- SB Nayar, Chairman & Managing Director, IIFCL
The objective was clear: To channel long-term finance to viable infrastructure projects by trying to introduce innovative infra financing products to India. To this end, a special purpose vehicle, India Infrastructure Finance Company Ltd (IIFCL), was set up in 2006. The sectors eligible for financial assistance from IIFCL include transportation, energy, water, sanitation, communication, and social and commercial infrastructure. Further, IIFCL has been registered as a NBFC-ND-IFC with RBI since September 2013. SB Nayar, Chairman & Managing Director, IIFCL, shares his views on the current infrastructure funding scenario and highlights innovative lending schemes in conversation with SHRIYAL SETHUMADHAVAN.
Please shed some light on the present infrastructure financing scenario in India.
The infrastructure financing scenario had slowed down in the past couple of years with not many new projects being rolled out. Hence, many lenders have either reached sectoral caps or are facing substantial restructuring in their existing infrastructure portfolio. In two out of every three projects, there is a cost overrun owing to project delays. Now RBI has also introduced a guideline stating that only up to 10 per cent of the cost overrun can be financed without affecting asset status. As the promoters fail to bring in the finance for the balance portion in many cases, banks also don´t lend to even viable projects and the best of the projects become a non-performing asset (NPA) due to insufficient finance.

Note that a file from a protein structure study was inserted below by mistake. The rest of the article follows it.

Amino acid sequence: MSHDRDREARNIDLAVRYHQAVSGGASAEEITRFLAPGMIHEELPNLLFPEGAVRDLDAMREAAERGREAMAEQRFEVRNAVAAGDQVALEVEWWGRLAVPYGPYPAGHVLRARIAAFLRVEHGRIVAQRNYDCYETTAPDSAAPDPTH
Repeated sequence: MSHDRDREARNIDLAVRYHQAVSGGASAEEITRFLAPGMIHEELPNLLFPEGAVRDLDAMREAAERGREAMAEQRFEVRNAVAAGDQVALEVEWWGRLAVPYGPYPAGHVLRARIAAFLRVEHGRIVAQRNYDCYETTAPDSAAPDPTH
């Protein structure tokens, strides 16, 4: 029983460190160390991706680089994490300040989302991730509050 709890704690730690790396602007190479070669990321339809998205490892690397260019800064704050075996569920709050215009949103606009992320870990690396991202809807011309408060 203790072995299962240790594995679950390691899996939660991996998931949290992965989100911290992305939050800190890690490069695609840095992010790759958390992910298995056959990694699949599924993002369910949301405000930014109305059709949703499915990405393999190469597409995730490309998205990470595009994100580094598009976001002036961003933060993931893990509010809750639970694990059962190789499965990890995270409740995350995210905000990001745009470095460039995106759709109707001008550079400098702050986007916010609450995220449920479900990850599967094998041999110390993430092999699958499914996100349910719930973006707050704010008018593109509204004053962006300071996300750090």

At IIFCL, we do a lot of takeout financing after construction to improve the portfolio substantially. Our sanctions are near 300 per cent more than last year. Our advances level has also grown by nearly more than 20 per cent this year.This indicates the largest growth in infrastructure sector financing. But the overall NPA risk still exists as many power projects have either lost a coal mine or are not able to get coal. Unless the guidelines for new coal allocation are in place, lenders are hesitant to release the balance money and the discoms continue to face financial challenges. That said, on a positive note, it is expected that in six months to a year´s time, uncertainties should go away, and thermal power sector, especially, will grow.
What does takeout financing entail?
Takeout finance is aimed at addressing the asset-liability mismatch and exposure constraints faced by banks. It involves taking out a loan from the books of banks, transferring risk to IIFCL and freeing up the banks´ capital for investing in new infrastructure projects. In takeout finance, disbursement generally takes place one year after the actual commercial operation date (COD). IIFCL can take exposure for up to 30 per cent of the project cost, including direct lending.